After seeing those amatures I started looking into burlesque shows and immediately found burlesque to be far more accessible and welcoming to newcomers than drag. In the drag world you need a connection, a friend or a drag mother who will get you in with the people who will book you for performances. That just isn't the case with burlesque. As unusual as I was (to date I've met some transgendered burlesque performers but not another drag burlesque performer) I was welcomed with open arms and open minds. The beauty of burlesque is that it really will take any and all comers, as long as they have an idea and the guts to get on the stage and show a little skin. Drag queens feel like they're always competing with each other, whereas I've always gotten more of a family vibe from fellow burlesque performers. There is a certain amount of backstage politics as with any performance art but they are nowhere near as cut throat as I've seen in other art forms. That is something I cherrish deeply.

Photo by Millie Acosta

And there you have it. That's I refined my particular approach to performance at burlesque shows and to burlesque audience. By the time I moved out of New York I hadn't done an actual traditional drag show in years and had been performing exclusively at burlesque shows or LBGT themed events. Thus I'm a drag queen with barely anything in my repertoire that is what most people think of when they imagine a drag queen. And I love it that way. I'd rather be unique and confuse people than fade into a sea of other people doing the same thing. But what continues to amaze me is how few people are confused and instead get what I'm doing. That is something I would not have expected but I'm grateful for it every day.

Thursday, August 12, 2010

The Trailer for "Burlesque" Has Hit... and I Might Puke

Burlesque as a performance art is extremely close to my heart. Deep down I identify more as a burlesque performer than I do as a drag performer. Most shows that I performed at in New York were burlesque shows. Most of the people I felt I became friends with backstage were burlesque performers. When I was producing and hosting "Drags and Dolls" it was half drag and half burlesque. I adore the art form, both as a performer and an audience member. To say that I'm revolted by the trailer for the movie Burlesque, which is being released this November, is frankly an understatement. I want to shove a sequined pasty so far down the throat of whoever approved this that their crap is sparkly for a month.

Photo by K. Walter

For those of you who don't wish to be subjected to actually watching this trailer it breaks down like this. Christina Aguilera is the bright eyed girl just off the bus in LA. She starts working as a waitress at what Hollywood imagines as a burlesque club. She sees the girls on stage and wants to be like them. Club owner Cher reluctantly gives her a chance. Christina freezes on stage and when they're about to pull her off she starts singing and then a world opens up for her. So your basic generic small town girl goes big story (ala Coyote Ugly.) You know now that I look at that description on paper it doesn't seem that bad (not great but not bad) so maybe you should actually see this trailer to get a better sense of what pissed me off about it.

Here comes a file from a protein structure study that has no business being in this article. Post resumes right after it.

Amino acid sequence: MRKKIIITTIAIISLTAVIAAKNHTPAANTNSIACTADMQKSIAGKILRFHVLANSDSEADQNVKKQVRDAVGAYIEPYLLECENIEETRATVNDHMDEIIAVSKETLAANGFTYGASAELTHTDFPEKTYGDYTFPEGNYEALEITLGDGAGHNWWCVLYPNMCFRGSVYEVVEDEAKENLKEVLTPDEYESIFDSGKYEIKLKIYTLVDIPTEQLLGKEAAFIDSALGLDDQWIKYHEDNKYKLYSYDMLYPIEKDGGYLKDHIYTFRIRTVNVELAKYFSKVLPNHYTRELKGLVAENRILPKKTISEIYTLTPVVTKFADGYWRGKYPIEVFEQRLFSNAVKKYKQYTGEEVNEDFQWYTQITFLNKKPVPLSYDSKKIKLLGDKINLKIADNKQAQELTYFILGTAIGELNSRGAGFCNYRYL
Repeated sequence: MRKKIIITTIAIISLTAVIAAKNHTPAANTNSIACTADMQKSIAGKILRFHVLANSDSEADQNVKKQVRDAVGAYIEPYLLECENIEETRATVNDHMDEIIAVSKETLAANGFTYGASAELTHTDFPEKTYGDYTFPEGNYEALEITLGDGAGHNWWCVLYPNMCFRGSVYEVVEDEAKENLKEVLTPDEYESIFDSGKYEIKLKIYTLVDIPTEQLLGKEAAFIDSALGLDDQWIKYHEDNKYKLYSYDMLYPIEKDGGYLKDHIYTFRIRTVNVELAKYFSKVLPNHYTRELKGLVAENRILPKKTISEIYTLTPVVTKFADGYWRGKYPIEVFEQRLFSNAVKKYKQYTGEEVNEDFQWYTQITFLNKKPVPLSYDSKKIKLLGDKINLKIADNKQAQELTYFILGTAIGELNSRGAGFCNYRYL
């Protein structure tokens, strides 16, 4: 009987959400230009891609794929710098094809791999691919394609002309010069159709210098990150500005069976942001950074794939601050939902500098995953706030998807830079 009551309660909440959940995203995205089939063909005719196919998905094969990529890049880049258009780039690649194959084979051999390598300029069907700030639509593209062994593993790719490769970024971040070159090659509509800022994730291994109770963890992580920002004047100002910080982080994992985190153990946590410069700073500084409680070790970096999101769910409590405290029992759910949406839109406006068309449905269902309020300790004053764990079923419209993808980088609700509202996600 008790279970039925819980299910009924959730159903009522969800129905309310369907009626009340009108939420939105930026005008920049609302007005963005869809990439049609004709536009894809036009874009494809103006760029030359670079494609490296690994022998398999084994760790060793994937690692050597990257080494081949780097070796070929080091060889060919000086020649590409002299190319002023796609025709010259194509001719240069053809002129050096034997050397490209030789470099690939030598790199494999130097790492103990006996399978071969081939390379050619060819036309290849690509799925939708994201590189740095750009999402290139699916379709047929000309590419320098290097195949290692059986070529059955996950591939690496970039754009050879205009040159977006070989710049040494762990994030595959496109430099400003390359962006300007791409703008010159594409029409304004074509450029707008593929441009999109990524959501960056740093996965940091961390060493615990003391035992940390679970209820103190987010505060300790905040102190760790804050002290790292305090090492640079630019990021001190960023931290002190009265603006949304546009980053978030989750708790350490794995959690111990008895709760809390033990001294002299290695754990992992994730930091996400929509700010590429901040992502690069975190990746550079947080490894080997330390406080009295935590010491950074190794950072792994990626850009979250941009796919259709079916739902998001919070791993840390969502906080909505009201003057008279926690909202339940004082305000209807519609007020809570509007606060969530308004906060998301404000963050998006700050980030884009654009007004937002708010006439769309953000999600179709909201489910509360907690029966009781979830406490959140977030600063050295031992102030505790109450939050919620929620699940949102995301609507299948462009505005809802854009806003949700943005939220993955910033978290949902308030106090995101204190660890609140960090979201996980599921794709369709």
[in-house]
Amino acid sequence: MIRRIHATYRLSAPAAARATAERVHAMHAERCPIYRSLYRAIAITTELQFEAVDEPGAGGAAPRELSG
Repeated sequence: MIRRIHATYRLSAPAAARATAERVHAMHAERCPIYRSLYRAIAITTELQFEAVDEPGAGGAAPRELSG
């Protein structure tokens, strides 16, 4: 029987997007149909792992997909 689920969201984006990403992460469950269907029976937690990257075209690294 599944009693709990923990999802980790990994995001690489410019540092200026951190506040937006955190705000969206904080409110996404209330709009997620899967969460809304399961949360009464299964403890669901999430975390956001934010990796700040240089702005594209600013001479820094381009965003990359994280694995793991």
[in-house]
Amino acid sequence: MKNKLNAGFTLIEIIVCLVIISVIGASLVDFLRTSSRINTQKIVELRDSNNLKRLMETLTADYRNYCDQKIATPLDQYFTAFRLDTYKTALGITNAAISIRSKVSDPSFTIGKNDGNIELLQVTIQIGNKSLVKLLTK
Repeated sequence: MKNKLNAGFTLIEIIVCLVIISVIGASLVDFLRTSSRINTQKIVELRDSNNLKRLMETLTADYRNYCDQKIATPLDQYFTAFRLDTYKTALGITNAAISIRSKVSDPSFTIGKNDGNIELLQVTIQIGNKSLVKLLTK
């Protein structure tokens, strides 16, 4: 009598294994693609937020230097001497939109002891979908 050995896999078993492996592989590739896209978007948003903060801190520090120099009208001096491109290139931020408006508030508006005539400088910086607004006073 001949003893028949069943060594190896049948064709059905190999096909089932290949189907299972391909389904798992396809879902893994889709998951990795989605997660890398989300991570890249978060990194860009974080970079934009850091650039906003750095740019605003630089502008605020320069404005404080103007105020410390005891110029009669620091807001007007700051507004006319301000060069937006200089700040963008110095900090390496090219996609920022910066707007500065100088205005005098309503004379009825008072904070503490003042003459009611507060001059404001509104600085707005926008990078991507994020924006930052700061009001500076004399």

First problem: all the burlesque girls are skinny as hell. One of the true beauties of burlesque is that it truly is a "takes all kinds" art form. Many of my own favorite performers (The World Famous *BOB*, Jezebel Express, Agent N and JZ Bitch of HyperGender Burlesque, and Dottie Lux amongst others) are not as skinny as these girls and some would even be considered fat by Hollywood standards. But they are all brilliant performers. That's not to say there aren't some great thin burlesque performers as well but my point is that being skinny is not a requirement. In fact with so much emphasis being on hips, breasts and curves being too thin can really be a detriment. But not in Hollywood's version of burlesque.

Photo by Gothic Goddess Media

Second problem: PG-13 rating. I'm very sorry but while burlesque isn't usually X-rated it is most assuredly not PG-13. True that there is rarely full blown nudity in a burlesque act (most clubs won't allow it) a good act can still be extremely naughty in the story it tells. That's right, burlesque is about telling a story. It's not about stripping. Yes getting naked is always going to be a part of the story that the performer is telling but the stripping is not the point in and of itself. The removal of clothes it the vehicle for the character or story the performer is telling. That's what distinguishes burlesque dancers from strippers. Strippers take off clothes for money. Burlesque performers tell stories by removing their clothes, and are very lucky if they get to do it for money. Like most artists burlesque performers are generally not well paid and very few are able to make their living from this art. It's something that is done out of love, not to cash in. If a performer is paid at all it's unlikely that they'll actually turn much profit once you factor in what they spent on make-up, pasties and outfits.